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Dec. 12 — The California Superior Court has dismissed pimping charges against the chief executive officer of classified ad site Backpage.com LLC, citing a federal law shielding online publishers from liability for third-party content ( People v. Ferrer , Cal. Super. Ct., No. 16FE019224, 12/9/16 ).
The court ruled that the alleged criminal activity occurred through advertisements that other people posted on the site. The law, Section 230 of the federal Communications Decency Act, protects Backpage CEO Carl Ferrer from the charges, the court said.
The Dec. 9 decision came as the U.S. Supreme Court weighs whether to review a decision by the U.S. Court of Appeals for the First Circuit that Section 230 protects Backpage from claims that it facilitated sex trafficking ( Doe v. Backpage.com LLC , U.S., No. 16-276, cert. petition filed 8/31/16 ). It is unclear whether the California court ruling will impact the Supreme Court’s decision to hear the Doe case.
“Backpage’s decision to charge money to allow a third party to post content, as well as any decisions regarding posting rules, search engines and information on how a user can increase ad visibility are all traditional publishing decisions and are generally immunized under the CDA,” Judge Michael Bowman of the California court said.
Robert Corn-Revere, attorney for Backpage and a partner at Davis Wright Tremaine LLP in Washington, told Bloomberg BNA Dec. 12 that the ruling was a “victory for the rule of law.” He said the California Attorney General Kamala Harris “was well aware the charges were baseless but filed them anyway.”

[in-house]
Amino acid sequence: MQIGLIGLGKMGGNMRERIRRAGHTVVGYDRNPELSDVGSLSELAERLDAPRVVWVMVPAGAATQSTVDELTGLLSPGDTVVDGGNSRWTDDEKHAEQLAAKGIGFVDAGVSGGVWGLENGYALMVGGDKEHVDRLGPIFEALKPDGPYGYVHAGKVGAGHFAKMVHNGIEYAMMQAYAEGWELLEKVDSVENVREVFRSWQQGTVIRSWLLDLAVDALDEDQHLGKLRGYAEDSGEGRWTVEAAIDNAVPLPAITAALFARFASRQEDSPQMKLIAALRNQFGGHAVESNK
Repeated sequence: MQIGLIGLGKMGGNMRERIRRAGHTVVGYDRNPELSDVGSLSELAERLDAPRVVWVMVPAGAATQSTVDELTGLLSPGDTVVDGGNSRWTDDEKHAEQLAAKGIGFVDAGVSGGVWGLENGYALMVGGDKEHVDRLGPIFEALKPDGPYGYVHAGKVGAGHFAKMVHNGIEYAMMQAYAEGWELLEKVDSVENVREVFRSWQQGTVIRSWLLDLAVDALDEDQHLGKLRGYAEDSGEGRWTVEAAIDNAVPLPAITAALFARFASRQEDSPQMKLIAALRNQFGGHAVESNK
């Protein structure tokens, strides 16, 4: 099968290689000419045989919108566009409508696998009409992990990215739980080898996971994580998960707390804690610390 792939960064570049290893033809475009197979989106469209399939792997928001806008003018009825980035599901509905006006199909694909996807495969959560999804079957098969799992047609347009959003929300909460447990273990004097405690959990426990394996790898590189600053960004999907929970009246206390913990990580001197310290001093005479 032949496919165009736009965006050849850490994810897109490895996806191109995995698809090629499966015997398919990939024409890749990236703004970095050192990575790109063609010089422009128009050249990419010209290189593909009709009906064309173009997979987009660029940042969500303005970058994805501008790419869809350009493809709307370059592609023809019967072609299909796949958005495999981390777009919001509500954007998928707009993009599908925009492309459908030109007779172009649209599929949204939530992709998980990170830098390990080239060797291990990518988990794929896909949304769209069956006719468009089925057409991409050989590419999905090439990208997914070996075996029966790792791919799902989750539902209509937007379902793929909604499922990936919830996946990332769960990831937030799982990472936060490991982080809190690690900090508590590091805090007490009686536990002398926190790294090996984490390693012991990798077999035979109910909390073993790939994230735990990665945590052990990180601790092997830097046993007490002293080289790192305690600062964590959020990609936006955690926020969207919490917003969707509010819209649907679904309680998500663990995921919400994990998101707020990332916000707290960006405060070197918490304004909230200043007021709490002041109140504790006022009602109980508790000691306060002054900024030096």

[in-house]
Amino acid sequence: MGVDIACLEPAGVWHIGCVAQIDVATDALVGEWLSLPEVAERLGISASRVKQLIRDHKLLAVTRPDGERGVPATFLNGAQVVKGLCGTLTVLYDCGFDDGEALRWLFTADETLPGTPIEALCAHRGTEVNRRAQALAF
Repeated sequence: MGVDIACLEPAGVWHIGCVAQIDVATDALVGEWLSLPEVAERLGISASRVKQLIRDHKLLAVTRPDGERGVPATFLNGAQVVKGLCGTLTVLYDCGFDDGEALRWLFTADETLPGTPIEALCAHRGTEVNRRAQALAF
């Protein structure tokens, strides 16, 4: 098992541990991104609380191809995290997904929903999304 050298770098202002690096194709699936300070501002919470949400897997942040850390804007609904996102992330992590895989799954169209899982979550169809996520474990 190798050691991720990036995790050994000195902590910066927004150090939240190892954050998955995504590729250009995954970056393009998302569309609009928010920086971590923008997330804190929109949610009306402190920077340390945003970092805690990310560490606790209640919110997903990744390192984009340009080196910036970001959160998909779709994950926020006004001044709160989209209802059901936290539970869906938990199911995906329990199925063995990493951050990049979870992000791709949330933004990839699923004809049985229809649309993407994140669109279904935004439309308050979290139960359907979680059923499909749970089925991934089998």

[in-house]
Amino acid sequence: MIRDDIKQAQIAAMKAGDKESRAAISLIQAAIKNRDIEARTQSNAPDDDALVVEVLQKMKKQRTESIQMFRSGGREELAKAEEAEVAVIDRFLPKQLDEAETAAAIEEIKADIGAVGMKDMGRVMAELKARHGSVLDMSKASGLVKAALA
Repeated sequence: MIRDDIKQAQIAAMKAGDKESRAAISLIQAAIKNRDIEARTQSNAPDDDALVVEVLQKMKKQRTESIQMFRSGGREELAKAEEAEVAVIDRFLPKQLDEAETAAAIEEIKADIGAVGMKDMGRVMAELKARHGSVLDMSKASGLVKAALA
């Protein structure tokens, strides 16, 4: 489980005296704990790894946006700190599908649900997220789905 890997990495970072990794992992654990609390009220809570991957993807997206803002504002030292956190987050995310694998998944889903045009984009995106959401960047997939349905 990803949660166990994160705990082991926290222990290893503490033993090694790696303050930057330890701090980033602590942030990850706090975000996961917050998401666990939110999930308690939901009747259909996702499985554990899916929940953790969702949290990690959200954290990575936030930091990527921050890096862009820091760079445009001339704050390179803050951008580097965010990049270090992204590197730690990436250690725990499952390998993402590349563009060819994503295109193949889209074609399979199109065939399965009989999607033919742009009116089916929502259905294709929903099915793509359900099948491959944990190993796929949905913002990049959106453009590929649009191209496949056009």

Harris said in an e-mailed statement that she is exploring her options in the wake of the ruling. “The Communications Decency Act was not meant to be a shield from criminal prosecution for perpetrators of online brothels,” Harris said.
Ferrer was arrested Oct. 6 after a state-level investigation found that many of the ads appearing in Backpage’s “escorts” section involved sex trafficking victims. Former Backpage owners Michael Lacey and James Larkin also were charged with conspiracy to commit pimping. Judge Bowman tentatively dismissed the charges Nov. 16.
The court rejected Harris’ argument that Section 230 didn’t protect the defendants because they manipulated the content of third-party ads and reposted them on two other websites. Reformatting original content to be posted on other sites is a traditional editorial function covered by Section 230, the court said.
The court also said the defendants weren’t content creators because Backpage didn’t require its users to enter unlawful information in their ads. The court cited Fair Housing Council of San Fernando Valley v. Roommates.com LLC, 9th Cir., 521 F.3d 1157, 4/3/08 , in which the U.S. Court of Appeals for the Ninth Circuit held that a roommate-matching site requiring users to answer questions about allegedly discriminatory housing preferences wasn’t protected under Section 230 for the unlawful user responses. The California court said that unlike in Roommates, Harris didn’t allege that Backpage elicited the allegedly unlawful content.
To contact the reporter on this story: Alexis Kramer in Washington at aKramer@bna.com
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